When my friend, Mack Aroni, asked me if I wanted to go to the Hard Times Café and Cue with him, I was taken aback.
“To play pool?” I asked.
“No,” he replied, “to eat dinner.”
I thought Hard Times was just a pool hall, but Mack assured me that it was a lot more than that. Hard Times, he told me, is also a full-service restaurant with all the pool tables in a totally different room. That sounded pretty good to me, so I agreed to go.
Hard Times is on Massey Boulevard, near Kmart and Tractor Supply. I couldn’t tell how large it was from the front, but was amazed when I went inside. We entered through the glass doors and into a gigantic room, which had been partitioned off into smaller dining spaces. We were met and ushered into a small section to the left that held 10 to 12 booths. We were handed menus and asked for our drink orders.
There was a special on “tall premium” beer so I got one. While our waitress went to get our drinks I looked over the menu. Hard Times is essentially a sports bar and it specializes in chili, wings and burgers. The menu had appetizers like jalapeno poppers and fried pickles along with chili nachos and “corn dog nuggets,” which were Nathan’s all beef mini corn dogs served with a variety of dipping sauces.
Wings were available with or without bones in a bunch of flavors: original Texas, chili lime, honey barbecue, old bay, sweet red chili or teriyaki.
Burgers were made from Angus beef and came with blue cheese, bacon or chili. There were also sandwiches and salads most of which contained chicken, either grilled or fried.
And, of course, there was chili. Hard Times prides itself on its chili and the menu states: “Our recipes are authentic and historically correct versions of the Chili created on the turn-of-the-century cattle drives of the Southwest and in the Cincinnati Chili parlors of the Midwest.”
Four distinct version of chili are offered at Hard Times:
Texas Chili — the only non-tomato-based chili, made from ground beef cooked in its own juice, using a turn-of-the-century family spice blend and recipe.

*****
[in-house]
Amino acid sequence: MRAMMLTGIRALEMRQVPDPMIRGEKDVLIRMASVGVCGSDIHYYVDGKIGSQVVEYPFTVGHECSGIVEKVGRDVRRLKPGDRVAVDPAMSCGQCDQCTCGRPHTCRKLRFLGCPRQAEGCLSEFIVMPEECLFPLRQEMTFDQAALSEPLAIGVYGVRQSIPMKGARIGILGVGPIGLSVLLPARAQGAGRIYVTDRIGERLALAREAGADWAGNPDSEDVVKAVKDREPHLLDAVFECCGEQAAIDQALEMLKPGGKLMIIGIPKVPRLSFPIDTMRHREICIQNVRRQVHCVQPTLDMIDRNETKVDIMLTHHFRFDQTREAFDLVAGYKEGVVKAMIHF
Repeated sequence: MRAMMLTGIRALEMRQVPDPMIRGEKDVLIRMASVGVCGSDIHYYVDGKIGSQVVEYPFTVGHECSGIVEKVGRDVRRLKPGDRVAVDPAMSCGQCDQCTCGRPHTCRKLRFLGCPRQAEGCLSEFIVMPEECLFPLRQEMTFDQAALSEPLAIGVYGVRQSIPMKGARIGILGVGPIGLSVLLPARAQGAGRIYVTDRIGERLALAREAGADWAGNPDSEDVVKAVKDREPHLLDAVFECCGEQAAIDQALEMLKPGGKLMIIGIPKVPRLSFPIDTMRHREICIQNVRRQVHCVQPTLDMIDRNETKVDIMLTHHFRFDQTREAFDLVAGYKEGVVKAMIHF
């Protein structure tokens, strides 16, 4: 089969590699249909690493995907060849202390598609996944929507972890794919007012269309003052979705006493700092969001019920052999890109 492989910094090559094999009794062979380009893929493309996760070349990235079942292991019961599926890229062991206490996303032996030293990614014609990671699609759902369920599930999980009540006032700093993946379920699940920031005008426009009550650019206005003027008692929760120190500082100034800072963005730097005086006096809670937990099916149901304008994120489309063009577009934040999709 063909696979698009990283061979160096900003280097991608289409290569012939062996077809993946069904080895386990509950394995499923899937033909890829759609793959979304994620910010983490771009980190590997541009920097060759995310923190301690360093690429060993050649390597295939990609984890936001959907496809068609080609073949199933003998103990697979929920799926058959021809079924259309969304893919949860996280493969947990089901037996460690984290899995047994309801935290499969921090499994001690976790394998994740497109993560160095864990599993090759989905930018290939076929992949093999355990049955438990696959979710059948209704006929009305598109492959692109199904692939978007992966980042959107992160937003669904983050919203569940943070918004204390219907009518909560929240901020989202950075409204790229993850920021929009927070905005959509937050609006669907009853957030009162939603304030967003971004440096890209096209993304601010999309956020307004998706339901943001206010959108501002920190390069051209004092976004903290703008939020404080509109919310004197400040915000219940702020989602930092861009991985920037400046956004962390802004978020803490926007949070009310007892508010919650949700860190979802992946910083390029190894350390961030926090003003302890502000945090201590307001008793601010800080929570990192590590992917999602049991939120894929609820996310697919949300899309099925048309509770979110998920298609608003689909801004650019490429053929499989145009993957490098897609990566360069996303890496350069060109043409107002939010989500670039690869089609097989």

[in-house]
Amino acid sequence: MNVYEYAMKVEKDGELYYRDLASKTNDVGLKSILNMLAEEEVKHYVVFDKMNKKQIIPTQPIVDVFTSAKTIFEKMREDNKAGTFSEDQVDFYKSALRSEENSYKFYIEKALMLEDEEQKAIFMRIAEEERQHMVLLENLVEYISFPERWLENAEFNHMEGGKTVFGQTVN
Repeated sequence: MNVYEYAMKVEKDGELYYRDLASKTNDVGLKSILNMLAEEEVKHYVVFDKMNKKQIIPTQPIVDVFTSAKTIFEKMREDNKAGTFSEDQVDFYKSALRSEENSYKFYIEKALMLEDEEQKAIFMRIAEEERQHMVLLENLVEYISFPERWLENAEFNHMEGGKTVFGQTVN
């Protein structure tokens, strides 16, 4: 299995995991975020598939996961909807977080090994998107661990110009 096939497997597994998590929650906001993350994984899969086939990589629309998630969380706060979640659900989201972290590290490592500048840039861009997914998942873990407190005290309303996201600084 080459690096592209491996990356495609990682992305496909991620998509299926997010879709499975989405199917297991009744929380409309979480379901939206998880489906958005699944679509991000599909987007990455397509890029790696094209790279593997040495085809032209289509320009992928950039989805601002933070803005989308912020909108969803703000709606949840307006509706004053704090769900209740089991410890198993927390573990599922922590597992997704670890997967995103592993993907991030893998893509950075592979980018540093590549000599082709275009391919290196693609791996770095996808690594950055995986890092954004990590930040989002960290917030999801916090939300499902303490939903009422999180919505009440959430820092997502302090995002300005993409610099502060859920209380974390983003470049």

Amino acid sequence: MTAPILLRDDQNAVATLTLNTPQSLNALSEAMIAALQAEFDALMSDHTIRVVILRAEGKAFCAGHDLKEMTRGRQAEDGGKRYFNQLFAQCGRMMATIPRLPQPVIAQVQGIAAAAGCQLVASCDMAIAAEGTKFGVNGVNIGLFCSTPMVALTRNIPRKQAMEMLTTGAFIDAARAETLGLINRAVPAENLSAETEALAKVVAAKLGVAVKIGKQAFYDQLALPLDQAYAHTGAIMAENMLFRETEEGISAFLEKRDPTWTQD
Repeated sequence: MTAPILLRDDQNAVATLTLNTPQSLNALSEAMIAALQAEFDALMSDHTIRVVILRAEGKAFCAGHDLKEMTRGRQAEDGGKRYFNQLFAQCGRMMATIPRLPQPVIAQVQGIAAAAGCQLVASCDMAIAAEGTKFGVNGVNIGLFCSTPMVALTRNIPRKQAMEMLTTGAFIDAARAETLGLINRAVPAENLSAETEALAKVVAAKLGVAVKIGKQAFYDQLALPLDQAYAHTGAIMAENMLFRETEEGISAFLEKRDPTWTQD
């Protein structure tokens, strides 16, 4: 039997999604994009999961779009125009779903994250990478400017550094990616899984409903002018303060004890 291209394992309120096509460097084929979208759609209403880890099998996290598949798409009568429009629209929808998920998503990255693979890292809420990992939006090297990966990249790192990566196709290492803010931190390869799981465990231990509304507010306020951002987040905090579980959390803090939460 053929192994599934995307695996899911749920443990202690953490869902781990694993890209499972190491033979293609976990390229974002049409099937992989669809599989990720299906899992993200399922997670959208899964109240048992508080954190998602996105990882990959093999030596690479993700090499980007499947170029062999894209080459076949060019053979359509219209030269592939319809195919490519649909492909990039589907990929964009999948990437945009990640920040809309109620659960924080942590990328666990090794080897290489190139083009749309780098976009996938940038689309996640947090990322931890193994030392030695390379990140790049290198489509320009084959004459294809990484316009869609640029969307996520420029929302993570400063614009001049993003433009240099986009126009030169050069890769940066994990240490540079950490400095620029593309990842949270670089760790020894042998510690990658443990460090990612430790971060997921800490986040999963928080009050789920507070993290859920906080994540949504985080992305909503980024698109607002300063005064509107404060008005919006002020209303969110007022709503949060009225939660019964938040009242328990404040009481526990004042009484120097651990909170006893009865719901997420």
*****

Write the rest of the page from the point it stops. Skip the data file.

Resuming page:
Cincinnati Chili — finely ground beef with a tomato base and sweeter spices including cinnamon.
Terlingua Red — named for the Texas ghost town that hosted the first Chili cook-off. It is redder in color and spicy.
Vegetarian Chili — Soy flakes cooked in a tomato base with fresh mushrooms, onions, green peppers, jalapenos and peanuts.
Well, each of the chilis sounded good to me, but it was hard to choose among them.
“Let’s ask for a sampler,” Mack suggested.
Our waitress brought over a small pan with four round cups in them. She placed the pan on a mat with the description of each of the chilis under the corresponding cup.
The look, texture and flavor of each of the chilis were quite different. The Texas chili was beefy, almost smoky, and mild without the tang of any tomato. The Cincinnati was quite fine and smooth, more like a sauce, with a distinct sweet cinnamon taste. The vegetarian was spicy and flavorful with chunky pieces of peppers and onions. And the Terlingua red was bright and fiery with a nice heat to it.
After tasting each of the chilis, we quickly made up our minds. Mack chose a 3-way Chili Mac, which is your choice of chili and cheese over spaghetti. Mack picked the Terlingua as his chili. The Chili Mac also came in 4-way, which adds onions, and 5-way, which adds onions and beans. I have heard about this way of serving chili, but had never seen it on an actual menu.
I got the Polish Cowboy which was grilled kielbasa topped with barbecue sauce, Cincinnati Chili, fresh-cut fries and coleslaw. It was served with onion rings.
While we waited for our food, Mack told me to check out the rest of the restaurant. Along one side of the large dining room was a great big bar. And at the back was another huge room full of pool tables. The atmosphere was very lively with loud music and people playing pool and having fun.
Our food came when I got back to our booth. My order had a bit of a mix up but our waitress took it back to the kitchen for a quick repair and was apologetic. It is hard to describe the blend of flavors in my sandwich. The kielbasa was slightly sweet, the barbecue sauce was hot and tangy, the chili was smooth and cinnamony. On top of it all was a mound of crunchy and creamy coleslaw.
And perched on the very top were two french fries. It was a unique combination and I thoroughly enjoyed the competing flavors and textures. The onion rings were huge and there were plenty of them.
Mack’s chili mac was just what he wanted. The Terlingua chili had a nice spicy flavor and there was enough of it to cover the spaghetti. It was unusual (at least for around here) and he dug in.
I had hesitated to go to Hard Times when Mack invited me, but I had a complete misconception about the place.
It is a friendly place where I would be comfortable taking anyone in my family, young or old — especially if they love chili.
Anne Chovey is a pseudonym for a Herald-Mail writer who reviews restaurants anonymously to avoid special treatment.